[youtube_sc url="http://youtu.be/L5AzbDJ7KYI?t=5s" width="480"]

Here is a video that expands on the curve of constant width and expands it into three dimensional solids of constant width:

[youtube_sc url="http://www.youtube.com/watch?v=cUCSSJwO3GU" width="480"]

But all of that is an aside when we consider what the Reuleaux triangle might mean for architecture given that the church does not rotate. The most significant property is in its construction from polygonal and circular components. The most compelling church are in some way hybrids of complementary—if not contradicting—concepts that invoke and then challenge familiarity. Scripture does this, the liturgy does this, and any sufficiently developed theology does this.

The synthesis of angular and circular profiles in plan is on the simple side. Of course, an elegant plan is a necessary but insufficient criteria for a good building and for an effective liturgical arrangement. But it does appear to have deeper implications. For one, it provides the radial seating without sacrificing a grand, dominant sanctuary and focal wall. The auditorium-derived radial seating concept has benefits for lines of sight, audibility, and proximity, but those often come at the cost of a smaller sanctuary tucked in a corner. Rotate the arrangement 60º and it is closer to the typical radial arrangement.

Sankt Augustinus Kirche, Bonn-Duisdorf (modified)

Which is not to say this could not also work, and the curved segments of the Releaux triangle lend a more gracious openness compared to the angular example in Rottach-Egern. But the additional seats needed to make up what I deleted end up further from the altar. As designed it, it puts the width where it is most needed to put the greatest part of the congregation near to the sanctuary.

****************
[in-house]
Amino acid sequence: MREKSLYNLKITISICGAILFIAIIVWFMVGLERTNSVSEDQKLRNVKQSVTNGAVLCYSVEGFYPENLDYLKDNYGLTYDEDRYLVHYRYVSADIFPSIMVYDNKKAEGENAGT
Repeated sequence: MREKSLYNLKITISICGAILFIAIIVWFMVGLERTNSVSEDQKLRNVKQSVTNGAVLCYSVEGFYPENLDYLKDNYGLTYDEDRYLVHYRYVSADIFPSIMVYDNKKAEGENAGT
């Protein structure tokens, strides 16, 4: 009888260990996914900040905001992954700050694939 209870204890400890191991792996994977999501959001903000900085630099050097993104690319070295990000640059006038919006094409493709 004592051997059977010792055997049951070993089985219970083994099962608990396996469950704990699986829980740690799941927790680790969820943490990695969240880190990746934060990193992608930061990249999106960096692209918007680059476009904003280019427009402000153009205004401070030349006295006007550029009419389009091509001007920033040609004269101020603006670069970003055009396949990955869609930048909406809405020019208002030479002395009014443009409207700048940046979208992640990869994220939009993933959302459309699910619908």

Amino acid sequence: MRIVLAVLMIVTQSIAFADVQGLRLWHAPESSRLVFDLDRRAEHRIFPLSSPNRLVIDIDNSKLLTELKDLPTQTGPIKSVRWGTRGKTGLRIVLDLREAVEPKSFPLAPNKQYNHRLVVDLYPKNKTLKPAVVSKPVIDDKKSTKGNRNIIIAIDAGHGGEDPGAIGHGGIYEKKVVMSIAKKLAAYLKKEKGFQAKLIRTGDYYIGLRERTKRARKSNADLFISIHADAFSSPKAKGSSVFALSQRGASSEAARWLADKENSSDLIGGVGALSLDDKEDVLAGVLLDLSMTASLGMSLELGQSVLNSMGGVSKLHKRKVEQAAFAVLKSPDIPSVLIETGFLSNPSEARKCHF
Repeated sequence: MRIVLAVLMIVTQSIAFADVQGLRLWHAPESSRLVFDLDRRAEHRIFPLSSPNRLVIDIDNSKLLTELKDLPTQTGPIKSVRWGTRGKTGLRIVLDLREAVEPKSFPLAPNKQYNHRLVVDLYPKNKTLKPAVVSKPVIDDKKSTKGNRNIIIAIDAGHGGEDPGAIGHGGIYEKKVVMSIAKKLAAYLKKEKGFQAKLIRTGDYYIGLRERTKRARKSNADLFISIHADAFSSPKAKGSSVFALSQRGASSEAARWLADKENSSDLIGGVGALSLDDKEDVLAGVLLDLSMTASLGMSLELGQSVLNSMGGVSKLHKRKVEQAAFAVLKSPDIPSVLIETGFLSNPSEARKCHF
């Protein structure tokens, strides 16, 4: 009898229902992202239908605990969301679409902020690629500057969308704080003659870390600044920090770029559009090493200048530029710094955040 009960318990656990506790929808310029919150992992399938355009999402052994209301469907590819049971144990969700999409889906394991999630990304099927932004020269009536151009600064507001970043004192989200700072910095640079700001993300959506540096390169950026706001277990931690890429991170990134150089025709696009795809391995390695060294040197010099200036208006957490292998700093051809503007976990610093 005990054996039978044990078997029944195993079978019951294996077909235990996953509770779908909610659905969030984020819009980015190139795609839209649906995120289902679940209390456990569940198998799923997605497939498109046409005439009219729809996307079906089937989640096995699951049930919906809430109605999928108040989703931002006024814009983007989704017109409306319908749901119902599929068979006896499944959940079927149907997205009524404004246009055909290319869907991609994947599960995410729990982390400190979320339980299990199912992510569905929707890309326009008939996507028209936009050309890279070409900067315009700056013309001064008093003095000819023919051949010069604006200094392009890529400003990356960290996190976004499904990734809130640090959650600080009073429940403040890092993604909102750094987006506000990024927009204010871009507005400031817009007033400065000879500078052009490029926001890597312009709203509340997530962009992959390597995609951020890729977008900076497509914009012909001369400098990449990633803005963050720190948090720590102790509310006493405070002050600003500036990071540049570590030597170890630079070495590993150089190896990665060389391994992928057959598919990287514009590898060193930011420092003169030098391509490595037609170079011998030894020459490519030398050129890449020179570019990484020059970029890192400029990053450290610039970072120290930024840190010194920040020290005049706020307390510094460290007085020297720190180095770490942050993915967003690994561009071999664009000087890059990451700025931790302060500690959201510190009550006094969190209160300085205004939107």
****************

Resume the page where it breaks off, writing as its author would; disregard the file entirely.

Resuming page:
The comparison of these two versions reveals another contrast in the orientation and directionality created by this shape. In either configuration it acts as a circle with a pointed axis—a clever synthesis of Schwarz's first two plans plus a bit of the typically-parabolic "dark chalice." The corner sanctuary has a stronger "militant" directionality from the image of a ship's prow (prora navis... and we've come back around to the nave). The original has a potential for greater subtlety in its axis. The forward movement could be more of a forward embrace coming from the bi-directionality of point and line.

I say could be, because to make these images effective relies ultimately on their spatial projection. Without direct experience, or at least interior photographs, it is impossible to comment on that component. Again, here is the danger of fixating on plan. Even if we argue that the plan contains the more fundamental truth of the arrangement, it is not the more immediately experienced. There is something we can say generally about the Reuleaux triangle's projection into three dimensions. The idea of being both angular and circular gives the corners an unexpected smoothness without losing the sharp definition, an appropriate gesture for a church interior. A slight variation on this theme would to round the corners to create three parabolas, borrowing from that spatial indeterminacy in each corner. That appears to be the case with Kuratie Heilig Geist (Holy Spirit), Würzburg.

The Reuleaux triangle is a fascinating potential shape for a church that allows the plan to take on the advantages of a number of other arrangements. I would like to see more examples of its use. And if you know of any equilateral triangle plans, please share them in the comments.



Two church buildings with triangular plans came up recently on one of my favorite tumblrs, Architecture of Doom.